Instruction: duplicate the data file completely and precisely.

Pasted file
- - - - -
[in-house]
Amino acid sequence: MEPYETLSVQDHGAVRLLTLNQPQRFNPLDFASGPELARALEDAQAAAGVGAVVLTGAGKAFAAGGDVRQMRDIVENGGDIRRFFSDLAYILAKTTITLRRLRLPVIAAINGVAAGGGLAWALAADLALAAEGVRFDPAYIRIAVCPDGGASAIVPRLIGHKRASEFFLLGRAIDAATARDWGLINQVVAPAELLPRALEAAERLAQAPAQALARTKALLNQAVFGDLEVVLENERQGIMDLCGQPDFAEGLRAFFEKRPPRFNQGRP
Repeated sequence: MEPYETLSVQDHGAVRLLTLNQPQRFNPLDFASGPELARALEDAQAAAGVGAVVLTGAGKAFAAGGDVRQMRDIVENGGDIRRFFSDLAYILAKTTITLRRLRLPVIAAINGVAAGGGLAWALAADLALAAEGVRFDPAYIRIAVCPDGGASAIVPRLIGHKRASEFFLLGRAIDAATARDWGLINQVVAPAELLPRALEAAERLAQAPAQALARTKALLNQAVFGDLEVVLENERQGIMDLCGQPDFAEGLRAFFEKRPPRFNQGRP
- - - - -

[in-house]
Amino acid sequence: MEPYETLSVQDHGAVRLLTLNQPQRFNPLDFASGPELARALEDAQAAAGVGAVVLTGAGKAFAAGGDVRQMRDIVENGGDIRRFFSDLAYILAKTTITLRRLRLPVIAAINGVAAGGGLAWALAADLALAAEGVRFDPAYIRIAVCPDGGASAIVPRLIGHKRASEFFLLGRAIDAATARDWGLINQVVAPAELLPRALEAAERLAQAPAQALARTKALLNQAVFGDLEVVLENERQGIMDLCGQPDFAEGLRAFFEKRPPRFNQGRP
Repeated sequence: MEPYETLSVQDHGAVRLLTLNQPQRFNPLDFASGPELARALEDAQAAAGVGAVVLTGAGKAFAAGGDVRQMRDIVENGGDIRRFFSDLAYILAKTTITLRRLRLPVIAAINGVAAGGGLAWALAADLALAAEGVRFDPAYIRIAVCPDGGASAIVPRLIGHKRASEFFLLGRAIDAATARDWGLINQVVAPAELLPRALEAAERLAQAPAQALARTKALLNQAVFGDLEVVLENERQGIMDLCGQPDFAEGLRAFFEKRPPRFNQGRP